For 3D pinting, different filament (ABS, PLA etc) requires a suprising accurate temperature for extrusion to get the best results. Then, even using a specific type, different colours may work better at different temperatures.
I converted a X2 mill into a CNC controlled mill. Not part of this project!
However, turning this into a 3D printer only requires a printing head, and temperature controller... So I needed a little temperature controller to accurately control the printing head temperature as well as the mat or base temperature for the printed project.
This controller will at least take care of the temperature side.
Using a little Arduino Micro, OLED display, Thermistor(s) and heating elements, I have a working breadboard example.
But this controller can also be used in other areas, keeping a rabbit hutch cozy over winter, protect delicate outdoor plants from frost, etc etc.
Design goals (in no special order)
- Modular or expandable - easily adaptable for other uses.
- Affordable and easy to build - Using standard Arduino, piggy backed onto PCB negates the need for SMD skills and tools.
- Easy to use - turn a knob and temperature is set. Visual feedback on parameters.
- Verbose with data - this helps to fine tune filament type/colour temperature requirements with actual results.
1 - PID Controlled
I am using a PID control loop to control the target temperature for the printing head and Mat by PWM switching a MOSFET and thus the 12V/40W heating element. It settles within 0.5 Degrees of the target temperature! Im using a Potentiometer to set the Target temperature - its easy to dial in the target temperature.
2 - Sensor - DHT or Thermistor
The channels can use either a DHT snesor (e.g DHT22) or Thermistor.
Steinhart-Hart equation for Thermistor
As for the thermistor, its a 100K glass bead one and I'm using the Steinhart-Hart equation to calculate the temperature from the thermistor and a PID control loop with three sets of PID parameters. I had to use a little Java program to determine the three coefficients not wanting to use a long lookup table. I added a PC Fan to control temperature overshoots.
3 - Logging
Temperatures and PID parameters are sent via the USB cable to the PC for logging perhaps. With the expansion port, an I2C bus can be used to interface to other devices, Alternatively, a Network, WiFi, or XBee module can be used.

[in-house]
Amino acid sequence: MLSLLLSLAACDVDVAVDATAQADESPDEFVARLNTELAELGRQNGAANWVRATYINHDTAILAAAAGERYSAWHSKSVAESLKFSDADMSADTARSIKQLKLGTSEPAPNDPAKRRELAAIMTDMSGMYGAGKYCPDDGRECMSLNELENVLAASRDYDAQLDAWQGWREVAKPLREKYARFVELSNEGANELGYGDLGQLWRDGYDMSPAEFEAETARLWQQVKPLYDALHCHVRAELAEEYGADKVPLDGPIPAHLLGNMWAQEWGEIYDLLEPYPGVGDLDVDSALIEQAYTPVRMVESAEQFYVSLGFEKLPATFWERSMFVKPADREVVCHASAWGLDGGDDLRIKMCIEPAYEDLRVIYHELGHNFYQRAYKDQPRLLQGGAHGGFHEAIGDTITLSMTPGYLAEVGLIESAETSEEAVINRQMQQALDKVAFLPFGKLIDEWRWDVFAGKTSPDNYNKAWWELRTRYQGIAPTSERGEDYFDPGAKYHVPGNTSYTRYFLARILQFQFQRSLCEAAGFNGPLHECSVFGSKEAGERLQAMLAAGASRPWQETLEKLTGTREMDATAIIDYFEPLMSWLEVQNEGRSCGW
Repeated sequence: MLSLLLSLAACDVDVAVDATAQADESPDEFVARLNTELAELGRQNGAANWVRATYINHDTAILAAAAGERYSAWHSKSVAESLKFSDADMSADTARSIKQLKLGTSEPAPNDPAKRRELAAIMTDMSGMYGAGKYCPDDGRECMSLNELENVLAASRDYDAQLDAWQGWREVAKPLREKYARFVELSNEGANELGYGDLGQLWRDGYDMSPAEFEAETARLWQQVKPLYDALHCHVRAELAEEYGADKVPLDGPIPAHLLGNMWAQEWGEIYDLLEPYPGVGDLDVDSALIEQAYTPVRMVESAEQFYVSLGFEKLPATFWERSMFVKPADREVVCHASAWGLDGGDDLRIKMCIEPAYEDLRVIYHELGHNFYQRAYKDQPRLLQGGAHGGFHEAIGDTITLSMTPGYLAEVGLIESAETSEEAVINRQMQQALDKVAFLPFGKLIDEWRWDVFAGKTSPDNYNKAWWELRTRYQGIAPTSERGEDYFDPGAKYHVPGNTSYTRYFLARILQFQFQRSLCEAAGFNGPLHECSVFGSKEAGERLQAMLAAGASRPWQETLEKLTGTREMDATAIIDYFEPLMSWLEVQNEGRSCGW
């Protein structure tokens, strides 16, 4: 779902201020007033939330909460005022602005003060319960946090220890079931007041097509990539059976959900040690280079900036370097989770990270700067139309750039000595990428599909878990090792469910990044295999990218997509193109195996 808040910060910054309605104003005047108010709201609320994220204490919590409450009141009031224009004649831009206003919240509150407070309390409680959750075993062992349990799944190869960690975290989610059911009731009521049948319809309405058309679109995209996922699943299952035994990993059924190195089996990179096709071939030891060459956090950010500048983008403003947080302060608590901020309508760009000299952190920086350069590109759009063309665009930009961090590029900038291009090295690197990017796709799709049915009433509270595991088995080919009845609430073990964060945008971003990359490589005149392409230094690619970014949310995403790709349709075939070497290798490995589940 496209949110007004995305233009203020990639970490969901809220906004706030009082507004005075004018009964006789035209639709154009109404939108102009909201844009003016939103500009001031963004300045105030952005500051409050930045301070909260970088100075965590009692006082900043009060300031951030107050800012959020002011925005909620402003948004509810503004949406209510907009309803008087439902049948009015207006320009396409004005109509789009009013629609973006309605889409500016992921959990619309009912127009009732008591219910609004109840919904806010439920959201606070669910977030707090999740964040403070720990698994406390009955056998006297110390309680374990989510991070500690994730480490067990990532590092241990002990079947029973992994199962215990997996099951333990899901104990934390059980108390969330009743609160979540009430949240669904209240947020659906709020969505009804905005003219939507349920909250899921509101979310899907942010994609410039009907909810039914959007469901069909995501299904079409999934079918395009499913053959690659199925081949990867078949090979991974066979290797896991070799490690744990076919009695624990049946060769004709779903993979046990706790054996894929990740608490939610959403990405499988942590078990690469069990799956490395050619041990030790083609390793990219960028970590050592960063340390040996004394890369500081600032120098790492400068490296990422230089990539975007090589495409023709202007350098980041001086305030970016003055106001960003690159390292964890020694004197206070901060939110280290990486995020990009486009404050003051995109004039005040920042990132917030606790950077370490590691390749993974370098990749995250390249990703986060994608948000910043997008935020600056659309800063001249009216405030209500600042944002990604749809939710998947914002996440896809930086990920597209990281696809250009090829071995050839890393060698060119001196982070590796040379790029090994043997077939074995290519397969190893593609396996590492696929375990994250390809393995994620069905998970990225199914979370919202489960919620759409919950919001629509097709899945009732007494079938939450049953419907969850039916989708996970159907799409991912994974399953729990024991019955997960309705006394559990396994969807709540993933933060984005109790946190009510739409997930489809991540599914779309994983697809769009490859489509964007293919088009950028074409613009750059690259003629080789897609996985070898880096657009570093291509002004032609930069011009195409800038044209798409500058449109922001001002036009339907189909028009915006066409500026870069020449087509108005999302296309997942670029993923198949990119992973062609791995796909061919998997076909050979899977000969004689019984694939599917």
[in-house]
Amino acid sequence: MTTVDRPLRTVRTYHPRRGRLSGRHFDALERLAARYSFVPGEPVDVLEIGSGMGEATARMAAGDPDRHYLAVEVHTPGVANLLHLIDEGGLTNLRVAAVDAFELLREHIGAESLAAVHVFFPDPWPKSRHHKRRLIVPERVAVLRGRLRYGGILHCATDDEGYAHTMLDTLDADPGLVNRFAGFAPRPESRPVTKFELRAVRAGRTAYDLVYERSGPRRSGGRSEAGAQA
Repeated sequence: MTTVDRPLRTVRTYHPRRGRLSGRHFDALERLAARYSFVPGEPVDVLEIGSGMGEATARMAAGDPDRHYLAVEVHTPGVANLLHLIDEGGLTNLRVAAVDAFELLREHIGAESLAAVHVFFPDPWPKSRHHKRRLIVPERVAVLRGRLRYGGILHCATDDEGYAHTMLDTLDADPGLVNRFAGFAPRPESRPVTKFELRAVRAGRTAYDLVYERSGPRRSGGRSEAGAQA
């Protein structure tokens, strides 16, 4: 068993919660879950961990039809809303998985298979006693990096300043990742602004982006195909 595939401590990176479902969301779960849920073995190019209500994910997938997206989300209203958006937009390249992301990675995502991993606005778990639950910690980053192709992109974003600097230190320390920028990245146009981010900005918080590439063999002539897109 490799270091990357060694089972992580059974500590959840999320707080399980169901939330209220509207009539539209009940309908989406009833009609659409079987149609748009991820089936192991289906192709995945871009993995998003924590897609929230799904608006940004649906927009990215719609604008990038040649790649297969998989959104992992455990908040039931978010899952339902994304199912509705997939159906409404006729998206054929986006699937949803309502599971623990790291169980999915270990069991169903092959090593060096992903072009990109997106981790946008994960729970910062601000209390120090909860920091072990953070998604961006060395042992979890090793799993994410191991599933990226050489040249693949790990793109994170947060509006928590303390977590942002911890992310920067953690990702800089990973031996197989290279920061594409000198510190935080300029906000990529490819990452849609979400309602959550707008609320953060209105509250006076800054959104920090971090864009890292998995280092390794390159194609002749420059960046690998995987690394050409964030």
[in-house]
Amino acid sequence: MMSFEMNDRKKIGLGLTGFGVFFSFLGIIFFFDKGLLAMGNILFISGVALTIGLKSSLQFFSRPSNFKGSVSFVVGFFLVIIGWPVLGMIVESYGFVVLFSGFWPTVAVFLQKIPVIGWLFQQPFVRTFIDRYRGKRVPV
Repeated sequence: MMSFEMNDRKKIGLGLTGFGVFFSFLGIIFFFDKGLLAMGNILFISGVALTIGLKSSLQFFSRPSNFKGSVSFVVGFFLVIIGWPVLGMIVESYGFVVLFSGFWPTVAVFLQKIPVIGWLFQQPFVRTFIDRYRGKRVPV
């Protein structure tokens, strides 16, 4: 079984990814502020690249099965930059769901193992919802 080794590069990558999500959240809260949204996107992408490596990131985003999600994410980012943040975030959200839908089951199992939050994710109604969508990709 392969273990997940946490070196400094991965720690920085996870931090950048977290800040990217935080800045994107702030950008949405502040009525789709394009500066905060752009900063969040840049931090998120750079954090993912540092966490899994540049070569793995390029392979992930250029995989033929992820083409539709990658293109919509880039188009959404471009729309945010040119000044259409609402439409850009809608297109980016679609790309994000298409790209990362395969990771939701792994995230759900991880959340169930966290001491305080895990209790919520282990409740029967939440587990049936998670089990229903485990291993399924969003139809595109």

4 - Display
The OLED display shows the current Head temperature, the Target and deviation, the last highest and lowest temperatures since switch on (or reset stats button was pressed) Top right hand corner shows the PID parameters in use (set x of 3)
3 - Agressive - far from target temperature
2 - Normal - approaching target
1 - Sensitive - on target
The display alternates between Ch1 and Ch2 every 5 seconds.
The PID Display photo shows the info for Ch1. Top left is a spinner, showing that the controller is not hanging - in which case a watchdog timer will retart it. Then Ch1 (or Ch2), Top right in  is the current PID stage (1 of 3).
The Temperature, humidity (if using DHT), Target Temperature with [difference],
and the High and low statistics.
Im not a Process Control expert at all and the PID loop can be greatly improved. At the moment it takes about 5 minutes for the temperature to settle on the target and the initial overshoot is perhaps to much. Anybody with PID experience?
The graphics library I used does not co-exist with the PID Auto-tune library. Causes havoc with the display....
Final Version: Version 4.1
I have enough working prototypes from various versions now and this is it.
As I had problems with the WizNet module getting it to work with an Arduino Micro. Anyway, getting graphics, IP and PID squeezed in was leaving very few bits for expansion.
So, this PID controller does just PID controlling. Its a 2 Channel PWM controlled module with an OLED display, extension bus and I2C header.
One can either use thermistors (by means of the Steinhart-Hart coefficients) or the DHT22 sensors.
The OLED display can either be configured in SPI or I2C mode. I opted to use it in SPI mode - its not using the standard Ardiono SPI library and use specific pins. This leaves the I2C bus for communicationg with the world.
Most of the important spare pins are also available on a header should one have specific needs or other plans. The I2C pins are also available on a smaller header.
This temperature controller will be part 1 of a 3 part solution. This module works as a standalone unit. Part 2 is an I2C level convertor with Part 3 a Raspberry Pi with webserver and database for statistics and GUI control.
Next -Remote Comms
Using a Raspberry Pi, mySQL, rrd, php and Apache, one can access the stats and change parameters - perhaps not needed for 3D printing but ver useful for other temperature controller applications. I have started writing the software but its far from ready. The Pi will simply poll the I2C pins and get or set the current temperature thus dealing with specific schedules or cycles e.g warmer between 3 to 4 am.
The Pi can easily provide network connectivity via ethernet or a suitable wirless dongle. So this and the IP stack is sorted.
Communications between the Pi and Temperature Controller Module(s) will be via I2C. Besides the issue of different bus voltages between the Pi and Arduino, isolation is also necessary. In theory then it should be possible to add other controllers (or I2C) slaves and control them.
I have designed and built a suitable I2C isolator for this purpose and its also available on the elektor Labs site.